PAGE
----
Is there such a thing as a Confucian ethic lurking at the root of Asian economic success stories, something like the good old Protestant ethic that supposedly underpinned the great Western successes of a century ago?

A number of scholars, diplomats and economists think the answer is "yes."

They point to the booming, prosperous countries stretching alongside China and see common threads that just may be traced to the teachings of the great Chinese scholar.

Japan. South Korea. Taiwan. Hong Kong. Singapore. All emerged from devastation and poverty in the Letter From Japan past three decades to become textbook examples of economic takeoff. None has any natural resources to speak of. All had been touched, directly or indirectly, by the Confucian tradition.

A tight social discipline, for example. Stability, imposed from above. A thirst for education. Respect for leaders, so long as the leaders prove their worth. A penchant for planning. All are Confucian tenets and, when mixed with a form of modern capitalism, seemed somehow to work.

TAKESHI WATANABE, an economist and the first president of the Asian Development Bank, sees the connection most strongly in the Confucian insistence on stability and order.

"Confucius showed how to keep the society intact," he said. "That was the advice of the Confucian wise men to the warlords of China -- stability and respect for the present regime so it can move along in an orderly way. It is contrary to the idea of revolution."

Each of the Asian success stories has an element of strong government leadership and methodical planning. South Korea, Singapore and Taiwan flourished under authoritarian governments that carefully drafted plans and patiently carried them out. Japan's success was largely charted by government technocrats.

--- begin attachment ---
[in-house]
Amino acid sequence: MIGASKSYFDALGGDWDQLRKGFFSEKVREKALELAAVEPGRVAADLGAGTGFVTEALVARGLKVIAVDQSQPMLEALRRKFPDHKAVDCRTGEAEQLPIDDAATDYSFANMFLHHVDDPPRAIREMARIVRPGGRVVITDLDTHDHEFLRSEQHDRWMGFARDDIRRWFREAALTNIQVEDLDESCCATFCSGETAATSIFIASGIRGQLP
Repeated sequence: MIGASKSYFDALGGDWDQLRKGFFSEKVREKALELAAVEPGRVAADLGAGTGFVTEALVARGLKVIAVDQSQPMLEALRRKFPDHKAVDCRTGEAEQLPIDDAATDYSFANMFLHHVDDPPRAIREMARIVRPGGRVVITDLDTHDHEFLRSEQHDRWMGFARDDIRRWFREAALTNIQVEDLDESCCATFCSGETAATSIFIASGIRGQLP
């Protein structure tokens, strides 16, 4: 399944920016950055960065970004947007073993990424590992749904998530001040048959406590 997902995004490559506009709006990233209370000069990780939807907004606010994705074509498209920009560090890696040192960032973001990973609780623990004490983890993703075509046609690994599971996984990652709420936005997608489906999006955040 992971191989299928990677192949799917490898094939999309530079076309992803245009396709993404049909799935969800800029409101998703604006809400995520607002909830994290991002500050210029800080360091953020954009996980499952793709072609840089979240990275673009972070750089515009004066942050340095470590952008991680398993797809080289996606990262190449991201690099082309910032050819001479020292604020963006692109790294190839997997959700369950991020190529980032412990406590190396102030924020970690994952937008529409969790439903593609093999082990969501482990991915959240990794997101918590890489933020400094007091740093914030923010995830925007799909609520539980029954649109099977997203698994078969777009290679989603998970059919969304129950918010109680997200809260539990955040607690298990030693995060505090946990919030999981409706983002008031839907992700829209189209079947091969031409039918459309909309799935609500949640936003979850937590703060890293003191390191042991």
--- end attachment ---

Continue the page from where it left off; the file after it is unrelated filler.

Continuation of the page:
The acceptance of plans laid down by elite groups over a length of time is one of the keys to those countries' development and is very Confucian, said Koji Watanabe, Asian affairs specialist at the Japanese Foreign Ministry.

"It is closely related to Confucian ethics," Watanabe said. "The individual is supposed to trust his superiors, and they are expected to reciprocate in terms of improving the individual's living style."

He summed up the Confucian influence with this formula: "Diligence of the people, organized by elites, and regulated by the governments."

"In each of these countries, there is a common perception that the elites have faced the challenges and overcome them," Watanabe added. "In Japan, up until the middle 1960s, there was a pervasive feeling that we were forever doomed to suffer from an imbalance of payments, a trade deficit. We thought it was just something we could never overcome. But the elites here perceived this and overcame it."

ALL FIVE COUNTRIES have emerged from the devastation of World War II and primitive economies to achieve levels of success rarely found in today's Third World. Japan boasts the world's third-largest economy. The other four have all known periods of double-digit economic growth and are officially classed as middle-income countries by the World Bank.

South Korea has recently built the world's most modern steel mill. Taiwan is moving toward high-technology industries. Hong Kong grows ever richer as the Asian trading and financial giant. Singapore, perhaps the most innovative of all, is reaching for Japan's coattails as a producer of sophisticated technology.